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Koinonia-Christmas2010

Koinonia-Christmas2010

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Published by Bishop Leo Michael
This issue of Koinonia is a look into the past as to who we are - taking us back to the roots of our Anglo Catholic Faith featuring articles on the 19th Century Oxford Movement and the 20th Century Congress of St. Louis - preserving the faith once delivered unto the saints. A must read- great historic documents in your hand.
This issue of Koinonia is a look into the past as to who we are - taking us back to the roots of our Anglo Catholic Faith featuring articles on the 19th Century Oxford Movement and the 20th Century Congress of St. Louis - preserving the faith once delivered unto the saints. A must read- great historic documents in your hand.

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Published by: Bishop Leo Michael on Feb 22, 2011
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Volume 4, Issue 12 Christmas 2010
And the Word was Made Flesh... (Jn1:14)
 
 In the Koinonia masthead, the circle with the cross in the center symbolizes the pat-en and the diverse elements which form a whole. The Mosaic represents the great cloud of witnesses and the church tradition. The red in the letters represents theblood of Christ with the font comprised of individual pieces of letters that are not 
 joined until the blood unies them. Koinonia is the ofcial publication of the Angli
-
can Province of the Holy Catholic Church-Anglican Rite (HCCAR) aka Anglican Rite Catholic Church. It is published quarterly at St. James Anglican Church, 8107 S. Holmes Road, Kansas City, MO 64131. Phone: 816.361.7242 Fax: 816.361.2144. Editors: The Rt. Rev. Leo Michael & Holly Michael, Koinonia header: Phil Gil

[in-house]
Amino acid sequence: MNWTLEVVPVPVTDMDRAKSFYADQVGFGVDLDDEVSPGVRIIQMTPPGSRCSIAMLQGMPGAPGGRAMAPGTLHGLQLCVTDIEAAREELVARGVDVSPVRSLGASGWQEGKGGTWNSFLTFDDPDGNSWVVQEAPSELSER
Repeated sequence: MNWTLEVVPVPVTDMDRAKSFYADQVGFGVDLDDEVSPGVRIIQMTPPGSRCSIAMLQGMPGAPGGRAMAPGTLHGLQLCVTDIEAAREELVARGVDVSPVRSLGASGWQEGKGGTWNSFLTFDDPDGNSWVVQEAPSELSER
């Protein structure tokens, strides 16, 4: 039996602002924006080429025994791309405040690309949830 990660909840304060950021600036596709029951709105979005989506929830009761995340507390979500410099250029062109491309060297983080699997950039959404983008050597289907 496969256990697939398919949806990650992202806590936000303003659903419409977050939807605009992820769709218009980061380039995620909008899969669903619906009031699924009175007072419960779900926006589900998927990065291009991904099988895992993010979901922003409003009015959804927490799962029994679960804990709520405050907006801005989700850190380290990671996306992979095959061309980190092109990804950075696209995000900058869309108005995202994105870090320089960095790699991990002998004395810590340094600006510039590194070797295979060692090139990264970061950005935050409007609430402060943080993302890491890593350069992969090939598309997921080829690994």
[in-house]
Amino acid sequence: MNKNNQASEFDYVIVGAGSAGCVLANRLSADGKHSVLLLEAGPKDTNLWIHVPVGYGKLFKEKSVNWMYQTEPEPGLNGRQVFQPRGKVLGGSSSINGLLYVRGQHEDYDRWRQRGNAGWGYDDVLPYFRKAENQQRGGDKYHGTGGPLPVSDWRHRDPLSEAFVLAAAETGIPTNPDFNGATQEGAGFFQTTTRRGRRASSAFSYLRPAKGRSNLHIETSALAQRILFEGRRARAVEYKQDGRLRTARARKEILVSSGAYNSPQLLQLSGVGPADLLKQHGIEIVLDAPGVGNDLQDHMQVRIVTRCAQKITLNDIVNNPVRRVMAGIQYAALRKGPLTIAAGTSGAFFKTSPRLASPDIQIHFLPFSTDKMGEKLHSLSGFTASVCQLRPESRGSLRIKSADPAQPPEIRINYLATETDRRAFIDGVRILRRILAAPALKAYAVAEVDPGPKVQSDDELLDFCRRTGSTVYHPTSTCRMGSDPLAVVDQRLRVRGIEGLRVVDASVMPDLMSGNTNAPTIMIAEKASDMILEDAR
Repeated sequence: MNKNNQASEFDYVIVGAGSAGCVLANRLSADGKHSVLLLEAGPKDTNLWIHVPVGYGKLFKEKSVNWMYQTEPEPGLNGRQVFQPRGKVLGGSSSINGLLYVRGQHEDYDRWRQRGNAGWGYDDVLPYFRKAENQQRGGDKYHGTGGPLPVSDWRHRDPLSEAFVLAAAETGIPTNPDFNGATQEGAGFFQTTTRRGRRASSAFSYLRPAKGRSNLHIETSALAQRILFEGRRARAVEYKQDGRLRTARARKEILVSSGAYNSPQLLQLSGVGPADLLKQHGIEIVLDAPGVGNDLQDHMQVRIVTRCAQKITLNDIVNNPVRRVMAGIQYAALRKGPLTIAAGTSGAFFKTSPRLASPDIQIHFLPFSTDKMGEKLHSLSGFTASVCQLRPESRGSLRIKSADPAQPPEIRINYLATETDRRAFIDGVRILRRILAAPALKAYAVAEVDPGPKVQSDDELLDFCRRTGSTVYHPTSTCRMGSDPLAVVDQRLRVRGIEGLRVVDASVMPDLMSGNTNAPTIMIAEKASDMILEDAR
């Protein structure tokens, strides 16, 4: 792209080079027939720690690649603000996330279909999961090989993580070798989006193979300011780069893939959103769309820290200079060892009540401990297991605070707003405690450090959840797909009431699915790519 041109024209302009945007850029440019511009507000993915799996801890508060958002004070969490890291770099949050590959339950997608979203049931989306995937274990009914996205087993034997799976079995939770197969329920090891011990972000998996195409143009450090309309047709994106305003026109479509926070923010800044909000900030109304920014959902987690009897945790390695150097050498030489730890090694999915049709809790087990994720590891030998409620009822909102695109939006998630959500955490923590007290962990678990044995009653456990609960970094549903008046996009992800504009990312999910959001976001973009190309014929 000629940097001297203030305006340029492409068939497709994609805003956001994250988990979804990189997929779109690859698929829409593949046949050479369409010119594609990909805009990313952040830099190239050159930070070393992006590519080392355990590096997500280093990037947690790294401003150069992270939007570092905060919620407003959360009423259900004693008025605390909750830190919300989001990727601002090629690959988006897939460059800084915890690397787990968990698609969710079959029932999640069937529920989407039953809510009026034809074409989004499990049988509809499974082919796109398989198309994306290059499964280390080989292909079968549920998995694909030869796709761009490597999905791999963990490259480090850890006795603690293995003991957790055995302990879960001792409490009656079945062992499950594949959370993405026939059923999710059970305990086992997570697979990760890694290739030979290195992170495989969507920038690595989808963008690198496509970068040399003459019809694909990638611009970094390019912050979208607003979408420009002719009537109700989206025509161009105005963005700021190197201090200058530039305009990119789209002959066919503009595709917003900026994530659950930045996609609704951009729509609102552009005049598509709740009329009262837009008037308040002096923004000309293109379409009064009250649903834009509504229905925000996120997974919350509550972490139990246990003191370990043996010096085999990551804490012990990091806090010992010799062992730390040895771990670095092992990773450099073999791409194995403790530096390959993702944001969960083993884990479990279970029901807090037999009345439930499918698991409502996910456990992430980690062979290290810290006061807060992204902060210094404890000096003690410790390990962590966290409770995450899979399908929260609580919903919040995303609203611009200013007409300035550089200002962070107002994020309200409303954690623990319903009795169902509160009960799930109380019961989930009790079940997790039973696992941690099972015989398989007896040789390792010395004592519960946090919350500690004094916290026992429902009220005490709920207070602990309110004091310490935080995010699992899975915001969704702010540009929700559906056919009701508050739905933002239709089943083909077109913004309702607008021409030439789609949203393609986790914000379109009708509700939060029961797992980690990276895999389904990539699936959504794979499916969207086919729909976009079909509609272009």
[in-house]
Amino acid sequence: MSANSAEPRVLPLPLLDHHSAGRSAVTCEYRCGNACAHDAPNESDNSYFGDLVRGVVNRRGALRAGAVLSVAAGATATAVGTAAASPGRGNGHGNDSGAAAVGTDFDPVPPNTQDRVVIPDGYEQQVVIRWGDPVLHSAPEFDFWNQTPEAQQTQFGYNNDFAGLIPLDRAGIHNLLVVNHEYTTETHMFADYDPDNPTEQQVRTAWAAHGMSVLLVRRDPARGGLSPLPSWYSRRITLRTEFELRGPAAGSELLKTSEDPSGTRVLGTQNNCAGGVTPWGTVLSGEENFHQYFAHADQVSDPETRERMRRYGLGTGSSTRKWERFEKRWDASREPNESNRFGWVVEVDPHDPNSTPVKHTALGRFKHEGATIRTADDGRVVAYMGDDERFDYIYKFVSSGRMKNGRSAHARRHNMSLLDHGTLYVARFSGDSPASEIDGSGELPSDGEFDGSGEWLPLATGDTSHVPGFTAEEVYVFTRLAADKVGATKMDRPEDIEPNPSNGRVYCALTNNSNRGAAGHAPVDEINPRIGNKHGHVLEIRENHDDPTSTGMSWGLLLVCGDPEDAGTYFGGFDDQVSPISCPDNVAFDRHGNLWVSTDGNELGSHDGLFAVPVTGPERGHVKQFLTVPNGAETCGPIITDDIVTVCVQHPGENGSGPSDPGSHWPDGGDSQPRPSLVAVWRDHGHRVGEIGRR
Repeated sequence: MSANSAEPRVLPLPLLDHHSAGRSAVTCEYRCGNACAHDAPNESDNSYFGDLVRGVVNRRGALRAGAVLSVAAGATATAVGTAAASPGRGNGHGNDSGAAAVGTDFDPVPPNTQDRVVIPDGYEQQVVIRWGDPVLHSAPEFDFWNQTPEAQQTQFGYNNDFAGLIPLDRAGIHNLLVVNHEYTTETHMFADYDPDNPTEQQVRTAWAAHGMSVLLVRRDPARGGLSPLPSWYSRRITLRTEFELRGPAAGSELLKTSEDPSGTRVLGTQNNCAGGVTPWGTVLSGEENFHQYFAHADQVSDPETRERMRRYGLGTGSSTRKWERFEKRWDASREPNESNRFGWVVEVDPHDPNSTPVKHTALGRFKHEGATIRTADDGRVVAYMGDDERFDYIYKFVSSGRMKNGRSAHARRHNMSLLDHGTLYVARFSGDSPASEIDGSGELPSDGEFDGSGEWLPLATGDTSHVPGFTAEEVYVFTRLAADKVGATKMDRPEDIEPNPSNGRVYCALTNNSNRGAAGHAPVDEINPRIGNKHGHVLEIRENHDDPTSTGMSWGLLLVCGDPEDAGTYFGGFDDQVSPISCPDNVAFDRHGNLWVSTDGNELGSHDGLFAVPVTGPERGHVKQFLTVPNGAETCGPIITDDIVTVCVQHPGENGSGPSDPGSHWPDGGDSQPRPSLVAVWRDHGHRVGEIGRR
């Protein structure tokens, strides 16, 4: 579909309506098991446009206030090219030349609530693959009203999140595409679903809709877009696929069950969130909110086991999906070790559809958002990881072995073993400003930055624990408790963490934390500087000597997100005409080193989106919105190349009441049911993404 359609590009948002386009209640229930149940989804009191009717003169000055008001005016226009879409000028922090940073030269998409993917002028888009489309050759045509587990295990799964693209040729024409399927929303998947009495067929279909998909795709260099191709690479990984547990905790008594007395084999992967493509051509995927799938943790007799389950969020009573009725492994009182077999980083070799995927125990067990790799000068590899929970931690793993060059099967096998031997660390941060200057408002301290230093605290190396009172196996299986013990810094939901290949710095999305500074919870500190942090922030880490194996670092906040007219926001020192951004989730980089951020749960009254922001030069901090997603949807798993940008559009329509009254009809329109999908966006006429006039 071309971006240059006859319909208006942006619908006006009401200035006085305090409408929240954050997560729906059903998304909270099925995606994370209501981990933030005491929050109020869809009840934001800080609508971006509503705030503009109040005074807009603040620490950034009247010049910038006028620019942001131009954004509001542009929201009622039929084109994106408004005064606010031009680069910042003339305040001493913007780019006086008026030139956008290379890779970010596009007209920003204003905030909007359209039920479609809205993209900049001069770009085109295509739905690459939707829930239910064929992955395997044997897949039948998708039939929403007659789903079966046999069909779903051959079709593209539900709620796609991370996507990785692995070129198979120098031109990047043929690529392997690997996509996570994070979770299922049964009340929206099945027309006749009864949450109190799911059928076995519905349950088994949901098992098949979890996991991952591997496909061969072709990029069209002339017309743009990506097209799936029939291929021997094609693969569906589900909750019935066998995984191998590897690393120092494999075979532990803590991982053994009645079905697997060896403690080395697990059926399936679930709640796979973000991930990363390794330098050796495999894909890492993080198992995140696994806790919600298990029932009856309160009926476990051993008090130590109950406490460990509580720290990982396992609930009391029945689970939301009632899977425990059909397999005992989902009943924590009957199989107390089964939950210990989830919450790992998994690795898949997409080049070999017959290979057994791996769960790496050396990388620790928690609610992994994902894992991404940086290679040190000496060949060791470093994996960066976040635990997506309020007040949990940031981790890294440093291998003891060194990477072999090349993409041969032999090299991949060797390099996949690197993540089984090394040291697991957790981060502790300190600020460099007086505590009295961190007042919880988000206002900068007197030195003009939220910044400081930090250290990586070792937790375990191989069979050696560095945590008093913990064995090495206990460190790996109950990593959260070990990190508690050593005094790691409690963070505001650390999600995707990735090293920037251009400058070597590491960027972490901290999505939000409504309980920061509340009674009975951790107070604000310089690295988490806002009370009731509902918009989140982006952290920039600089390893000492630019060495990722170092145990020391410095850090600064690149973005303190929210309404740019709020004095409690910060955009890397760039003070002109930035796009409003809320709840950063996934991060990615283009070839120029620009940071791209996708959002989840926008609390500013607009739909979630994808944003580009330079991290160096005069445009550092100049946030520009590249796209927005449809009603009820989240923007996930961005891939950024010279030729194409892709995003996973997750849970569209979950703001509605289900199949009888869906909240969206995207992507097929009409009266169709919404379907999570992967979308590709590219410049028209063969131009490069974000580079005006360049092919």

-
breath; email: koinonia@holycatholicanglican.org or visit us on the web at: www.
holycatholicanglican.org
 
magine you are rector of the church and the door bell continu-ously rings. On the other side of the door stand parents, desiringbaptism for their children. That’s what Fr. Kern experiences nearly everyday. December 21, 2010 marked his 50th anniversary as a priest. Thisyear alone Fr. Kern has administered the sacrament of baptism more
than two hundred times. A substantive mark of efcacy of ministry is
where people are pastored to, visited and cared for. Fr. Kern ain’t a desk-top blogger nor an opiner. He is a Holy Priest of God dedicated to theservice of the people. We are grateful to the Lord for such wonderful anddedicated priests and bishops in our jurisdiction. We dedicate this issueof Koinonia to Fr. Lawrence Kern whose zeal for the Lord’s kingdom
and his ock has known no limits.
It’s priest’s such as Fr. Kern and all our bishops and priestswhose orders would be denied if we accept the
 Anglocanorum Coeti
-bus
. Not only would orders be made invalid, but all Sacraments evercelebrated by any of them as well. All the milestones of humanity—birth, marriage and death—that our ordained clergy have ever celebratedthrough the sacraments that sanctify these very moments would be in-validated by a mere consent to the
 Anglicanorum Coetibus.
 The Anglo Catholic tradition derives its origin from Englandand so are its apostolic orders and validity. When you enter CanterburyCathedral you won’t miss a brochure which says, “God has been wor-shipped here for 1400 years.” The Anglo Catholic tradition goes beyondthe Canterbury building. So why leave this wonderful tradition with itsvalid apostolic succession and orders to swim the Tiber?This same Anglo Catholic faith was reclaimed by the OxfordMovement (see Fr. Jayaraj’s article) when the essence of faith was thrownout of the window. This same Anglo Catholic faith was reclaimed by
the Congress and Afrmation of St. Louis in 1977 when the EpiscopalChurch lost its bearings. There were numerous sacrices and efforts that